Everything We Know About The Growing Fractures Within The WSL’s Ranks

by stab September 19, 2017 5 min read

Let’s face it: Lowers was about as exciting as it could have been. And isn’t that always the case? A few technicalities, some pomp and posturing, a couple firecracker moments from John John, Kanoa—even Evan Geiselman turned some heads. But watching Jordy Smith sit, patiently, for the lion’s share of his meager final against an all-systems-firing Filipe Toledo, the whole thing felt a little underwhelming, Jordy’s table-scrap 9 a sad attempt to keep the blood flowing through the corpse-grey Southern California afternoon scene.

But for the surfers enjoying Final’s Day, the silver lining on the gutless, slow Lowers rights was the full knowledge their next few days would be spent getting spit out of deep-brown machinated double-ups.

As we speak, the WSL’s  hand-selected pack are in Lemoore or headed that way. Despite misreporting that the event happened Sunday, it will in fact happen Tuesday, allowing a few days for Filipe, Jordy and the like to recharge before what might be their first Prime Time event. Today’s an all-day freesurf, and one for the books, certainly. We hear Vice will be there. Maybe some major networks, too. Having sat in on a few star-studded sessions at the Wavegarden’s Basque Country amphitheater, I can only imagine the Harris Ranch hype reel that’ll result from the next 24 hours.

Last Friday‚ we reported on the closed-door meeting held at the Dana Point Ritz Carlton on Tuesday September 5th, where all WCT athletes—as well as their handlers, managers, life coaches, etc.—were gathered for a full come-to-Jesus talk. Along with a proposal for an entirely reconceived Championship Tour, the WSL’s longtime sugar daddy, Dirk Ziff, had come to deliver a message: the business model wasn’t working. For years now, the WSL has enjoyed Ziff’s generosity—but, according to those in attendance, operating at a $30-million-a-year loss wasn’t going to cut it any longer.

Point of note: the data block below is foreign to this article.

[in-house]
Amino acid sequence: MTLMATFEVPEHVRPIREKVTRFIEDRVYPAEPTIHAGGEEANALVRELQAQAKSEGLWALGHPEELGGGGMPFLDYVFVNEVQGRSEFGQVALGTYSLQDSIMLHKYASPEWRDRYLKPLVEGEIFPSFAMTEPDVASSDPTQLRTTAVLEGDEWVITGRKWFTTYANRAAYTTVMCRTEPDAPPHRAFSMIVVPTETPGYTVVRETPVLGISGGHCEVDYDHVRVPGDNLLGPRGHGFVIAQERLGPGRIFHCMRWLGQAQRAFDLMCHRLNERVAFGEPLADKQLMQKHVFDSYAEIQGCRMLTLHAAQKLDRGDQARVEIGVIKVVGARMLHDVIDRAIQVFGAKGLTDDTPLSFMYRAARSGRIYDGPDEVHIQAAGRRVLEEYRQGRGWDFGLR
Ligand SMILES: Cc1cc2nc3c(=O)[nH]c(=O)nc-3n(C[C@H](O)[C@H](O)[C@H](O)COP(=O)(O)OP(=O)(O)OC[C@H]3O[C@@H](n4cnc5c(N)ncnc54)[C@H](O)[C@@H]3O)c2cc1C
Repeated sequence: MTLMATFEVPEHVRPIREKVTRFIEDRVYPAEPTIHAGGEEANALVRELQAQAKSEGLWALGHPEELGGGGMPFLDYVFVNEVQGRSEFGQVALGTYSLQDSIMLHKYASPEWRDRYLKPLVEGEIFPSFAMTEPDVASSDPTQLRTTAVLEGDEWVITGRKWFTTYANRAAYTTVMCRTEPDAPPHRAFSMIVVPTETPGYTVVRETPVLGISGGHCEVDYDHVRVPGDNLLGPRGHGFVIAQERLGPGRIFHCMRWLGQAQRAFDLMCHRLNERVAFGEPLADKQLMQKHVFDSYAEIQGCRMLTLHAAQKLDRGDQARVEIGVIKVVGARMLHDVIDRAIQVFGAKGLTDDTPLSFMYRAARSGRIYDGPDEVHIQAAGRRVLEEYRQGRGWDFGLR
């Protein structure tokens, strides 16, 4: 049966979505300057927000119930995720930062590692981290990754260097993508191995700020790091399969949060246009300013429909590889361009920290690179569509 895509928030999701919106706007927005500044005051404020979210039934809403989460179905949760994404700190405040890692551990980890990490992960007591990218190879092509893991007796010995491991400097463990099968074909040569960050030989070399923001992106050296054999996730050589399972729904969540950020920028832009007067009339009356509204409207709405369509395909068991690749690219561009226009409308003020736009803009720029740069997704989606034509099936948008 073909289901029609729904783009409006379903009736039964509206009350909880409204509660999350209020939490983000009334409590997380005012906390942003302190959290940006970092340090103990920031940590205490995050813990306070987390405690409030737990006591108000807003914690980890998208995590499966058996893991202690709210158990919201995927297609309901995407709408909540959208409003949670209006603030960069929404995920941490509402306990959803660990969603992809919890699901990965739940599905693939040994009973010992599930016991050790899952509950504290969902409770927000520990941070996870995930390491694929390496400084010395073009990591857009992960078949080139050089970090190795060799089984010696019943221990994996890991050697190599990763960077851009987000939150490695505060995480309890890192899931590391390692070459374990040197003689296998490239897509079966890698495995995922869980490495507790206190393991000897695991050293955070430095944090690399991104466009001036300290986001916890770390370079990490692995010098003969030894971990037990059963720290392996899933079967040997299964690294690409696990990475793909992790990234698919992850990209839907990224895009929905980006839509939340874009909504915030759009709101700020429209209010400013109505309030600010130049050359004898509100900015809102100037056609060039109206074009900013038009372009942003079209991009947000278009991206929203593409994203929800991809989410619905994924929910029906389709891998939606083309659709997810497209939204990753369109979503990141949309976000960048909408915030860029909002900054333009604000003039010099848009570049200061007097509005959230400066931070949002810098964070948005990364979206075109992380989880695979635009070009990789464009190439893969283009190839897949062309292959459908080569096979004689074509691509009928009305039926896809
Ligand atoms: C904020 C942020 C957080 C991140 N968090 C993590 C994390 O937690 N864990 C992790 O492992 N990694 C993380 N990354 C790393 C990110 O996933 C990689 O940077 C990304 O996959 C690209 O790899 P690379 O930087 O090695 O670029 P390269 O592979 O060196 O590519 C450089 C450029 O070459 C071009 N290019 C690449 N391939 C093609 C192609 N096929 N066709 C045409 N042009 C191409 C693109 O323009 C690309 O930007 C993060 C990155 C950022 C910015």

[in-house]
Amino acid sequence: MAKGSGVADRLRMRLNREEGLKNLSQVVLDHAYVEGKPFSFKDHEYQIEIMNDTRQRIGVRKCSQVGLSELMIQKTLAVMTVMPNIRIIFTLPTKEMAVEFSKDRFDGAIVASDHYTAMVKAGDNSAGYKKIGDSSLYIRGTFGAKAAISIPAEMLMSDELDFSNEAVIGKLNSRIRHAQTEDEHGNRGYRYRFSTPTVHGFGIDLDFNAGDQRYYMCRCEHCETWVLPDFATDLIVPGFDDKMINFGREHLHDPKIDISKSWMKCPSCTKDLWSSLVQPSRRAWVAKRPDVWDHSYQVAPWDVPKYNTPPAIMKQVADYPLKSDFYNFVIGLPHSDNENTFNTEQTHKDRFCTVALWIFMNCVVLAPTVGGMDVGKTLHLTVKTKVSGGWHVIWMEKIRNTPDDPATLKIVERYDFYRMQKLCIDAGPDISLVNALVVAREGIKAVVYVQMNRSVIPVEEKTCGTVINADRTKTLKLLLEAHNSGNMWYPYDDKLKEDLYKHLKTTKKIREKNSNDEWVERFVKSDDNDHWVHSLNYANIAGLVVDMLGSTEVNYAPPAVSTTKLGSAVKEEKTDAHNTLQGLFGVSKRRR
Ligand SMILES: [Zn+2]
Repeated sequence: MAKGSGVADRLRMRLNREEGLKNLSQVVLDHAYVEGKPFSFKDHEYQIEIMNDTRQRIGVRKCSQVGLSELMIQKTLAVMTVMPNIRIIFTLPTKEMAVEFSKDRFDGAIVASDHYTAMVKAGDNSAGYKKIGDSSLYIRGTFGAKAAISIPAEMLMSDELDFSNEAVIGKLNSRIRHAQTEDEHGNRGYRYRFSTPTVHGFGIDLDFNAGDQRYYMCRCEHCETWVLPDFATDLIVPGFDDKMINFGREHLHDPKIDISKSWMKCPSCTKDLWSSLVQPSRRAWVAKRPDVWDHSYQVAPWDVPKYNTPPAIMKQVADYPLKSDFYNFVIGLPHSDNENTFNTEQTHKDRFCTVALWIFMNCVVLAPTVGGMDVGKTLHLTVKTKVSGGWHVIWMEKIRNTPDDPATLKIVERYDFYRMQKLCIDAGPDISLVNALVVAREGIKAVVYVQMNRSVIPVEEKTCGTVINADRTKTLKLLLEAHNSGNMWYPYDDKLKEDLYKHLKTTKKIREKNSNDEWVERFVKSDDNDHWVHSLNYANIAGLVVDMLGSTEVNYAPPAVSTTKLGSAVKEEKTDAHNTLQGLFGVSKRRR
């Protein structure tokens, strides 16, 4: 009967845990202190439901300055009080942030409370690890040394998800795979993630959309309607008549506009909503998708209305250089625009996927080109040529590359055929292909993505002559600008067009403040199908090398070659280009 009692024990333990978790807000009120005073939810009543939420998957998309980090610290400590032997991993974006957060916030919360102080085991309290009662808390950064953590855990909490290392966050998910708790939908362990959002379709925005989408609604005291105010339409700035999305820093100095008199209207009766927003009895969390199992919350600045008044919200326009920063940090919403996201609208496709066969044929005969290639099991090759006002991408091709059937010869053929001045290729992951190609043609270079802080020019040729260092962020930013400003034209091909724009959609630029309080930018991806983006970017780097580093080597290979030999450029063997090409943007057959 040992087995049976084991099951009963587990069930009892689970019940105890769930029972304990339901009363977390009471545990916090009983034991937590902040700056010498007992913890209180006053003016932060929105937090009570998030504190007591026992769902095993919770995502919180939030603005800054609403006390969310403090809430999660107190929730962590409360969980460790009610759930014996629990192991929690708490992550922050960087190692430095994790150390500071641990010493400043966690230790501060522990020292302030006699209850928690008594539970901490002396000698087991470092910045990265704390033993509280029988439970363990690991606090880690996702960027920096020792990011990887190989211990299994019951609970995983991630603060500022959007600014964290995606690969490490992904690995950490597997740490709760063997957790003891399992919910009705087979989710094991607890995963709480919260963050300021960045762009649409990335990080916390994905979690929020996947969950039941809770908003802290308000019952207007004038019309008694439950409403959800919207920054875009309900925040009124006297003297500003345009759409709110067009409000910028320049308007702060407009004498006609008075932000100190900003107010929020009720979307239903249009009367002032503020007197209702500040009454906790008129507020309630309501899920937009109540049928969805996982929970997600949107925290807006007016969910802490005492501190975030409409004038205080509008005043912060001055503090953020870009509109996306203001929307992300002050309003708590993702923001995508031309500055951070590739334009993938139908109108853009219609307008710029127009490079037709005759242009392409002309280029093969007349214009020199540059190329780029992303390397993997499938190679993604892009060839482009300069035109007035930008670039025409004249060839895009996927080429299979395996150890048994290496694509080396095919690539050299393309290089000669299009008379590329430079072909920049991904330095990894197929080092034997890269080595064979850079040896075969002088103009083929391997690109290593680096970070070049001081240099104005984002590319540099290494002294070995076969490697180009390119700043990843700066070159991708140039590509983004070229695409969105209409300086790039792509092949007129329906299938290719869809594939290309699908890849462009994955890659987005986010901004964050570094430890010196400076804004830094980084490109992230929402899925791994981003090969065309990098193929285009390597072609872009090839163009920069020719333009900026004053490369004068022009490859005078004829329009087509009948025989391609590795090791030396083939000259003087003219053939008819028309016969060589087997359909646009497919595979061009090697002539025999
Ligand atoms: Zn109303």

A few days after we published the leak, I chatted with Dave Prodan, who has handled WSL communications for as long as I’ve been in the game. Dave is a good and decent man. Handsome and quotably intelligent, I’ve enjoyed Dave’s professionalism over the years, and can testify to his smooth rail game on the inside bowl at Sunset. Dave had been kind enough to go on record for my feature, which he pointed out, was more than the “anonymous warriors” who had opened up to us. After the fallout from the piece, he wanted to enlighten me a touch, and I certainly owed him as much. Some of my reporting, he felt, was misleading, or at the very least mischaracterized the majority opinion of the surfers in attendance.

My piece’s claim that the proposals were “met with resistance from a respectable portion of the tour,” was an exaggeration, he assured me. Much of the feedback they’d received had been positive. The surfers had had the chance to voice their opinions and they had listened to everything they had to say.

Prodan and I have always had good relations, non-combative at the very least, and I respect the man’s talents for doing what is a very hard job keeping a lid on things. He’s great at implementing the WSL’s Trumpian media approach, but he’ll level with you, at the very least. He understands that, in digging in on this, publishing the leak and stirring up chaos within the organization, I was honestly doing my job. Dave congratulated me on the scoops, and offered the same sentiment from his boss, Mr. Ziff. My piece had caused quite a stir; in hotel rooms and residences all over San Clemente, angry men yelled into iPhones. Fingers were pointed this way and that.

With suspicions running wild, the collective conclusions most arrived at spoke volumes, knowing the information we knew and who we knew it from. That night, we were informed that Jordy Smith had been copping heat following the piece’s publication. Everyone knew he was the leak. Apparently Kelly had lit him up in a late night Instagram DM, saying as much. And though Jordy wasn’t the leak, pinky promise, the suspicion that he was, and Kelly’s frustration directed towards him—it was telling. The current World #1 has ideological disagreements with proposals that ensure not just his livelihood, but his career’s legitimacy.